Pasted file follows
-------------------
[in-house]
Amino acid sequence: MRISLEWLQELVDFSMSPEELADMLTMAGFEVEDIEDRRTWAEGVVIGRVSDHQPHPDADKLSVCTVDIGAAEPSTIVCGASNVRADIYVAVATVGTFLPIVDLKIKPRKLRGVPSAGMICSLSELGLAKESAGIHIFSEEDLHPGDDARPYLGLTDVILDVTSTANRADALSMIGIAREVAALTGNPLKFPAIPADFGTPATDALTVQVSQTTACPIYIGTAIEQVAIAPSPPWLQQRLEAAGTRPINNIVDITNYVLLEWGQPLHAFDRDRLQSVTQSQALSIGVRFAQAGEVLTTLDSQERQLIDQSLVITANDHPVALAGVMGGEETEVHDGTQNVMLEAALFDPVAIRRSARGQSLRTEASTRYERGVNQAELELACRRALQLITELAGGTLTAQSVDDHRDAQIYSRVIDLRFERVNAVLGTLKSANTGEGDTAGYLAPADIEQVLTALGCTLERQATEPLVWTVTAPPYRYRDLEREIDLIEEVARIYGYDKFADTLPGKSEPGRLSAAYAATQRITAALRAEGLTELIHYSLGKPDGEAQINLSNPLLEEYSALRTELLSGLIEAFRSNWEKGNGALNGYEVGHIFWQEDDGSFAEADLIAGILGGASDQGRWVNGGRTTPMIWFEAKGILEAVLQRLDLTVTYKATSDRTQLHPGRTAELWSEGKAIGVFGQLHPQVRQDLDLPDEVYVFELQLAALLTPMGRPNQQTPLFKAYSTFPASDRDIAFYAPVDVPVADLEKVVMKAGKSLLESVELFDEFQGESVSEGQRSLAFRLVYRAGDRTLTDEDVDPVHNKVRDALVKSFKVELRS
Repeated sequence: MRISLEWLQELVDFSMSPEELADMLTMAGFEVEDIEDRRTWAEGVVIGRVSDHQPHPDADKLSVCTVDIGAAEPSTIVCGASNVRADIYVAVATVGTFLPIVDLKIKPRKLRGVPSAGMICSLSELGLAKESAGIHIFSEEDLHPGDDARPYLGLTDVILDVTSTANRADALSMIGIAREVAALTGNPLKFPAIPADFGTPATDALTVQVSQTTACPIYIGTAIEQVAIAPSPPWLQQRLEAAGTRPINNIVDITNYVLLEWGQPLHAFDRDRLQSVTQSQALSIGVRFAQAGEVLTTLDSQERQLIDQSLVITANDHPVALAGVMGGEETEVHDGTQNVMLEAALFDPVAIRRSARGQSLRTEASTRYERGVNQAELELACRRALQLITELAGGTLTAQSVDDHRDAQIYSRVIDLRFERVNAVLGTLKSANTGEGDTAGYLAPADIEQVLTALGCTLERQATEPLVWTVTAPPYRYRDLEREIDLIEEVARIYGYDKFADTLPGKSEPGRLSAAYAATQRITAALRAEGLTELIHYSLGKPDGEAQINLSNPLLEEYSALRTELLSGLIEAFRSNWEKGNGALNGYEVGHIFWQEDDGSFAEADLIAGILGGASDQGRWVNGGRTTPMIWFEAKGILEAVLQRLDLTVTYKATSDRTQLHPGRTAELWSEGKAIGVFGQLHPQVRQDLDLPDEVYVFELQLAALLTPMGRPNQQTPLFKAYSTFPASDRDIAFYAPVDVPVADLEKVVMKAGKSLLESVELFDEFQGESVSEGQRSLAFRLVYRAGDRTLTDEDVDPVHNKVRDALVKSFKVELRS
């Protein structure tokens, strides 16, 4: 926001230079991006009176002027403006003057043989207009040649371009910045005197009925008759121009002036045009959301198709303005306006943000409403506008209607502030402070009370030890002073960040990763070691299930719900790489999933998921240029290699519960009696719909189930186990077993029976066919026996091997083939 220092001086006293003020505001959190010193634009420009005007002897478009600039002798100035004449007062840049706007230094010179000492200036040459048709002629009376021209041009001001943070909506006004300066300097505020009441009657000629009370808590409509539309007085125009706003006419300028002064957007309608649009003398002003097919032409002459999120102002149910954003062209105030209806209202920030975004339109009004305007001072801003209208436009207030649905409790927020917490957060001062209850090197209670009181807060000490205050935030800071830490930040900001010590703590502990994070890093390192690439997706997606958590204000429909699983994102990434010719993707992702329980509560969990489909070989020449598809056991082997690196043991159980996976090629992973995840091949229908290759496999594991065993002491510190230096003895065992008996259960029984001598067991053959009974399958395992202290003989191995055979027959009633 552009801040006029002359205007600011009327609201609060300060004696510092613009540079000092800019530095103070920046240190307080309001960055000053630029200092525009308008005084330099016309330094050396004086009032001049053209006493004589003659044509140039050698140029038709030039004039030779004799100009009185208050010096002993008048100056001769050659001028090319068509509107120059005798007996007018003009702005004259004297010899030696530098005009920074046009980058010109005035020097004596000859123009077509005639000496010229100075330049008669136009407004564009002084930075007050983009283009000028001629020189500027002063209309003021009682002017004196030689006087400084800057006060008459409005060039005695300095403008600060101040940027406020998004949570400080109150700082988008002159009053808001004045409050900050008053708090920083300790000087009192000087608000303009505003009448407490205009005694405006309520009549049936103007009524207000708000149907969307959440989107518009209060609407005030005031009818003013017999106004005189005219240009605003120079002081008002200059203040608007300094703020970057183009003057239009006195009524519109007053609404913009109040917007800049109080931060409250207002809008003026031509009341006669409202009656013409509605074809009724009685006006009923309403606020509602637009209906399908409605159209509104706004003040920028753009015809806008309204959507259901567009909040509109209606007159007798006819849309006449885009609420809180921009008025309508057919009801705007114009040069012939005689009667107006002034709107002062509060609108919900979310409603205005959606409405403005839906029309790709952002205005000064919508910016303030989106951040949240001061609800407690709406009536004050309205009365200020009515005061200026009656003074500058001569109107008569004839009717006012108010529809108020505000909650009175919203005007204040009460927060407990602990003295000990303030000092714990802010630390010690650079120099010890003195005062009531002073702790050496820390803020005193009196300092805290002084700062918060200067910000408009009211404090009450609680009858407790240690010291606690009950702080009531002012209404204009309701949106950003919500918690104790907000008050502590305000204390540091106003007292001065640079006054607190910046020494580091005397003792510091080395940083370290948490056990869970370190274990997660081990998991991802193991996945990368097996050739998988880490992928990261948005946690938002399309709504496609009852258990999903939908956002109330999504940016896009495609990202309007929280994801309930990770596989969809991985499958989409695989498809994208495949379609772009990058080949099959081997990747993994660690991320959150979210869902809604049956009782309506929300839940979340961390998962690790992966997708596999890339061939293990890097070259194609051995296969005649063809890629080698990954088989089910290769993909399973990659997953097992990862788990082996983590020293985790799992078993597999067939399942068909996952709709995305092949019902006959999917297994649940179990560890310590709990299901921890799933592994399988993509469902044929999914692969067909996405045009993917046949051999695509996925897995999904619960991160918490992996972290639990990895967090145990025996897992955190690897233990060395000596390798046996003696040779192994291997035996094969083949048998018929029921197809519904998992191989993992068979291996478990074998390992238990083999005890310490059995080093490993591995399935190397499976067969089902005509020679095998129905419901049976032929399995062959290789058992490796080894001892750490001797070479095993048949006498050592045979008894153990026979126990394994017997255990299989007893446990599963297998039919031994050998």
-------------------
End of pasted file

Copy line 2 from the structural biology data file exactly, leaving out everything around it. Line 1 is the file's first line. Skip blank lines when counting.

Amino acid sequence: MRISLEWLQELVDFSMSPEELADMLTMAGFEVEDIEDRRTWAEGVVIGRVSDHQPHPDADKLSVCTVDIGAAEPSTIVCGASNVRADIYVAVATVGTFLPIVDLKIKPRKLRGVPSAGMICSLSELGLAKESAGIHIFSEEDLHPGDDARPYLGLTDVILDVTSTANRADALSMIGIAREVAALTGNPLKFPAIPADFGTPATDALTVQVSQTTACPIYIGTAIEQVAIAPSPPWLQQRLEAAGTRPINNIVDITNYVLLEWGQPLHAFDRDRLQSVTQSQALSIGVRFAQAGEVLTTLDSQERQLIDQSLVITANDHPVALAGVMGGEETEVHDGTQNVMLEAALFDPVAIRRSARGQSLRTEASTRYERGVNQAELELACRRALQLITELAGGTLTAQSVDDHRDAQIYSRVIDLRFERVNAVLGTLKSANTGEGDTAGYLAPADIEQVLTALGCTLERQATEPLVWTVTAPPYRYRDLEREIDLIEEVARIYGYDKFADTLPGKSEPGRLSAAYAATQRITAALRAEGLTELIHYSLGKPDGEAQINLSNPLLEEYSALRTELLSGLIEAFRSNWEKGNGALNGYEVGHIFWQEDDGSFAEADLIAGILGGASDQGRWVNGGRTTPMIWFEAKGILEAVLQRLDLTVTYKATSDRTQLHPGRTAELWSEGKAIGVFGQLHPQVRQDLDLPDEVYVFELQLAALLTPMGRPNQQTPLFKAYSTFPASDRDIAFYAPVDVPVADLEKVVMKAGKSLLESVELFDEFQGESVSEGQRSLAFRLVYRAGDRTLTDEDVDPVHNKVRDALVKSFKVELRS